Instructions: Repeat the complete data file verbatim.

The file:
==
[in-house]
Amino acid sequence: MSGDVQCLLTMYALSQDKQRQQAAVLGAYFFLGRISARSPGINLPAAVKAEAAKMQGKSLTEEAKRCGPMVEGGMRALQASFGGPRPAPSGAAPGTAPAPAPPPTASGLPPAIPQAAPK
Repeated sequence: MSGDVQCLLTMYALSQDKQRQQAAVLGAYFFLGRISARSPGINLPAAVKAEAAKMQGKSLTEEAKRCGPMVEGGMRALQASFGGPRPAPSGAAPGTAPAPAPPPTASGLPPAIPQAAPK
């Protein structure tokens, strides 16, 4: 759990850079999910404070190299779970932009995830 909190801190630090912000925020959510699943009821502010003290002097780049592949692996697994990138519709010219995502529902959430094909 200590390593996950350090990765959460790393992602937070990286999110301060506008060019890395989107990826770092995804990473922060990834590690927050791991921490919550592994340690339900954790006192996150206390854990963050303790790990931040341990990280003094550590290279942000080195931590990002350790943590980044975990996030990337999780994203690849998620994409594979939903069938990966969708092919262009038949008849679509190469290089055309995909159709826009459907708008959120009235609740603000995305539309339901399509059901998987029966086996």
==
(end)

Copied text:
[in-house]
Amino acid sequence: MSGDVQCLLTMYALSQDKQRQQAAVLGAYFFLGRISARSPGINLPAAVKAEAAKMQGKSLTEEAKRCGPMVEGGMRALQASFGGPRPAPSGAAPGTAPAPAPPPTASGLPPAIPQAAPK
Repeated sequence: MSGDVQCLLTMYALSQDKQRQQAAVLGAYFFLGRISARSPGINLPAAVKAEAAKMQGKSLTEEAKRCGPMVEGGMRALQASFGGPRPAPSGAAPGTAPAPAPPPTASGLPPAIPQAAPK
């Protein structure tokens, strides 16, 4: 759990850079999910404070190299779970932009995830 909190801190630090912000925020959510699943009821502010003290002097780049592949692996697994990138519709010219995502529902959430094909 200590390593996950350090990765959460790393992602937070990286999110301060506008060019890395989107990826770092995804990473922060990834590690927050791991921490919550592994340690339900954790006192996150206390854990963050303790790990931040341990990280003094550590290279942000080195931590990002350790943590980044975990996030990337999780994203690849998620994409594979939903069938990966969708092919262009038949008849679509190469290089055309995909159709826009459907708008959120009235609740603000995305539309339901399509059901998987029966086996």